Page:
Wes Anderson reunites stars at Cannes for ‘The French Dispatch’

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CANNES, France, July 13 (Reuters) – Wes Anderson reunites an all-star cast for his love letter to journalism ‘The French Dispatch,’ a series of vignettes set in the fictional French town of Ennui-sur-Blasé – where life is anything but boring.

Bill Murray, Tilda Swinton, Owen Wilson, Benicio del Toro, Adrien Brody and Timothee Chalamet are some of the big names in the film which premiered and received a standing ovation at the Cannes Film Festival.

The film follows a bizarre team of reporters working for a Kansas newspaper outpost, who sketch the fantastical stories they encounter – of the murderous painter who becomes a benchmark of modern art from the confines of his prison, amid the heady student protests of May 1968.

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Interspersed with cartoon sequences and teaming up with quirky characters and plots, “The French Dispatch” also offers a look at France – showing the police using tear gas to nibble at intellectual students.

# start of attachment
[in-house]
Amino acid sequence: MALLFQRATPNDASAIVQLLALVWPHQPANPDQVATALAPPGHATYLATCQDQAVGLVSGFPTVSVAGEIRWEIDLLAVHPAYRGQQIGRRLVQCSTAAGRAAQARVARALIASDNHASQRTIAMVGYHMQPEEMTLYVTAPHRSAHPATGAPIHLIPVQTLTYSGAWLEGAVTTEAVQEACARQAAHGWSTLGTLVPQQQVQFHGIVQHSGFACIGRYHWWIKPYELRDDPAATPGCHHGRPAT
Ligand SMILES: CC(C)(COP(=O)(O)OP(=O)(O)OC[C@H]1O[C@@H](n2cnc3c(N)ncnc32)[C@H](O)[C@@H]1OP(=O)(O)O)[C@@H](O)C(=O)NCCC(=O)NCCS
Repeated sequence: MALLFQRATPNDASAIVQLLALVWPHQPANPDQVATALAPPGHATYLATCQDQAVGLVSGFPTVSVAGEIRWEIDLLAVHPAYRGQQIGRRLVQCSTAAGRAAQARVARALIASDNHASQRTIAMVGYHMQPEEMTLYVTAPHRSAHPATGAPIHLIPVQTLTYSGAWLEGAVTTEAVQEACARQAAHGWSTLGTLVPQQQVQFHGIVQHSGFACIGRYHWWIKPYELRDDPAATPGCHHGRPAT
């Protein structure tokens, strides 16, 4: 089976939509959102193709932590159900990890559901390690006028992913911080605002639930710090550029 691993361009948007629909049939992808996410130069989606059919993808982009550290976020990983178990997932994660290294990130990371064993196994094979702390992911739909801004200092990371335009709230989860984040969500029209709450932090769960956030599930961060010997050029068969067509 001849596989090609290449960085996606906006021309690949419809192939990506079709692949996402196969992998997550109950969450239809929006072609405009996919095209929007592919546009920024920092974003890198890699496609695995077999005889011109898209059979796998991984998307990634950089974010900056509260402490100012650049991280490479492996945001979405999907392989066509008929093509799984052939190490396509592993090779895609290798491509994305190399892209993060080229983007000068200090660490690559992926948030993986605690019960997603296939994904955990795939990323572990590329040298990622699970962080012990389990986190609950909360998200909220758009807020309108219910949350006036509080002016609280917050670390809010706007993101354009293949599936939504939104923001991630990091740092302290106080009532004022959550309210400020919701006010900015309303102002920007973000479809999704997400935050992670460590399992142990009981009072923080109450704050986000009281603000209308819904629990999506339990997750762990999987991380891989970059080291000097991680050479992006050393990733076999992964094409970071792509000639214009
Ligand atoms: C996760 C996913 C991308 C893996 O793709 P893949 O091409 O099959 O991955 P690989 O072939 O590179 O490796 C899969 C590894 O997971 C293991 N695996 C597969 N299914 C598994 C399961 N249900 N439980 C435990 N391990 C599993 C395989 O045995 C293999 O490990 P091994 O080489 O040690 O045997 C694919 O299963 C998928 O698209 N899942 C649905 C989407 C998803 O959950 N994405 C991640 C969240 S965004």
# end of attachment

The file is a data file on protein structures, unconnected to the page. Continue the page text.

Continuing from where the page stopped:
Referring to The New Yorker magazine, Oscar-winning actor Brody said the film was “a love for correspondence and literature and an appreciation for culture”.

“It’s also a reminder of the dignity of real journalism, because it’s a real thing,” Swinton, who steals the screen as the newspaper’s art specialist, told Reuters.

“And I think it’s possible that people have forgotten that or pretend they never knew it, to know that journalism is an incredibly worthy and important cultural enterprise and that we really rely on it.”

Like Murray, Swinton is a regular in Anderson’s films, including “The Grand Budapest Hotel” and “Moonrise Kingdom.”

“(Anderson) doesn’t even ask. He kind of tells you where and when…and that’s it and if you have half a brain cell, you say OK…I never read the (screenplay) thing” , Swinton said of his collaboration with the American filmmaker.

“It’s not important to finish reading it or studying it. Just look at it (and think) ‘OK, I guess that’s it,'” Murray added.

Set to premiere at Cannes last year, the critically acclaimed comedy-drama is among the films in the running for the festival’s top prize, the Palme d’Or.

“Most of us saw it two years ago, but on a smaller screen,” Swinton said. “But seeing it…on that screen last night and getting the response that we got…it’s like carrying a big bag and we’ve been able to put it down now.”

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Reporting by Hanna Rantala; Additional reporting by Sarah White; Written by Sarah White and Marie-Louise Gumuchian; Editing by Lisa Shumaker

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